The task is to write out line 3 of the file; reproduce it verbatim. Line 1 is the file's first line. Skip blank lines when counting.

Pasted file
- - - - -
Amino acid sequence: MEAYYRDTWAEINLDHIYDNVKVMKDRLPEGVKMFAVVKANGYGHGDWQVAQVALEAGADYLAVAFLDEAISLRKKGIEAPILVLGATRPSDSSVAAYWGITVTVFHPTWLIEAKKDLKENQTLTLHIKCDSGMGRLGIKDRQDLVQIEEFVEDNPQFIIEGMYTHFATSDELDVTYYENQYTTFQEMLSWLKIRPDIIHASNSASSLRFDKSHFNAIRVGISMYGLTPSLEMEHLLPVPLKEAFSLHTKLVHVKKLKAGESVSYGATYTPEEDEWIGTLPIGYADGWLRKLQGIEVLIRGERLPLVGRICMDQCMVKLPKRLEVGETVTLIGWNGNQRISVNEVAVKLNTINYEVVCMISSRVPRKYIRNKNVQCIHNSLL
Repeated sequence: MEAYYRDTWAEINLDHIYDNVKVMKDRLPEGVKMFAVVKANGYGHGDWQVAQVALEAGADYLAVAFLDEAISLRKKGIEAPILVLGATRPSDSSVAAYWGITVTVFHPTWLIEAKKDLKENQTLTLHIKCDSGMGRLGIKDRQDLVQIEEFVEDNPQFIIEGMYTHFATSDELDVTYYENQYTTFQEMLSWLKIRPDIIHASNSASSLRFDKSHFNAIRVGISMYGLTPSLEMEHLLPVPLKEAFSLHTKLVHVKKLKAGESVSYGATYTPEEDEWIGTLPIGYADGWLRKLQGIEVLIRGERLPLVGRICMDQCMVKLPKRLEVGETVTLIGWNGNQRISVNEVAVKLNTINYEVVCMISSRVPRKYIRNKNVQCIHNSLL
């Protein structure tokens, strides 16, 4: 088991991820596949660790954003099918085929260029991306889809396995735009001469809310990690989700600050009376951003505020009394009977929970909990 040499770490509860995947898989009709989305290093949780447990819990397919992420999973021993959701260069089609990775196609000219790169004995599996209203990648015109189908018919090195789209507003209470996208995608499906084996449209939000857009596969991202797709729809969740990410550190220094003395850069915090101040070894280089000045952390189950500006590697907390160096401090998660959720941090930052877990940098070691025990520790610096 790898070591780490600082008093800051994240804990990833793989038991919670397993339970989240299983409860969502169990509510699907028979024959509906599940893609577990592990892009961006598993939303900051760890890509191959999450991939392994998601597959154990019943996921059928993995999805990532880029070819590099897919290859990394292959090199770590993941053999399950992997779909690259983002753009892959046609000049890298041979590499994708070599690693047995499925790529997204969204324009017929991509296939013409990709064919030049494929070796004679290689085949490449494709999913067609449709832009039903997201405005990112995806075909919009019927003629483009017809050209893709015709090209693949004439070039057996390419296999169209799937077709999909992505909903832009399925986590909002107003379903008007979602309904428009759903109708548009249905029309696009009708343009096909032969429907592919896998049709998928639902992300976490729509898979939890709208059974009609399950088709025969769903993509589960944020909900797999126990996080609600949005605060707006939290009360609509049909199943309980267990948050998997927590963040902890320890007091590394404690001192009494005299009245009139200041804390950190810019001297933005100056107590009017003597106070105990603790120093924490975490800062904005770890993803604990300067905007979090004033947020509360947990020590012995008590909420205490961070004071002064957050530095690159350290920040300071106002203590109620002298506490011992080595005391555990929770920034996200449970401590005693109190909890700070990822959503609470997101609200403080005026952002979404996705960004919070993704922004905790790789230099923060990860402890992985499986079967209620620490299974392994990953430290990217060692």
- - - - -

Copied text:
């Protein structure tokens, strides 16, 4: 088991991820596949660790954003099918085929260029991306889809396995735009001469809310990690989700600050009376951003505020009394009977929970909990 040499770490509860995947898989009709989305290093949780447990819990397919992420999973021993959701260069089609990775196609000219790169004995599996209203990648015109189908018919090195789209507003209470996208995608499906084996449209939000857009596969991202797709729809969740990410550190220094003395850069915090101040070894280089000045952390189950500006590697907390160096401090998660959720941090930052877990940098070691025990520790610096 790898070591780490600082008093800051994240804990990833793989038991919670397993339970989240299983409860969502169990509510699907028979024959509906599940893609577990592990892009961006598993939303900051760890890509191959999450991939392994998601597959154990019943996921059928993995999805990532880029070819590099897919290859990394292959090199770590993941053999399950992997779909690259983002753009892959046609000049890298041979590499994708070599690693047995499925790529997204969204324009017929991509296939013409990709064919030049494929070796004679290689085949490449494709999913067609449709832009039903997201405005990112995806075909919009019927003629483009017809050209893709015709090209693949004439070039057996390419296999169209799937077709999909992505909903832009399925986590909002107003379903008007979602309904428009759903109708548009249905029309696009009708343009096909032969429907592919896998049709998928639902992300976490729509898979939890709208059974009609399950088709025969769903993509589960944020909900797999126990996080609600949005605060707006939290009360609509049909199943309980267990948050998997927590963040902890320890007091590394404690001192009494005299009245009139200041804390950190810019001297933005100056107590009017003597106070105990603790120093924490975490800062904005770890993803604990300067905007979090004033947020509360947990020590012995008590909420205490961070004071002064957050530095690159350290920040300071106002203590109620002298506490011992080595005391555990929770920034996200449970401590005693109190909890700070990822959503609470997101609200403080005026952002979404996705960004919070993704922004905790790789230099923060990860402890992985499986079967209620620490299974392994990953430290990217060692």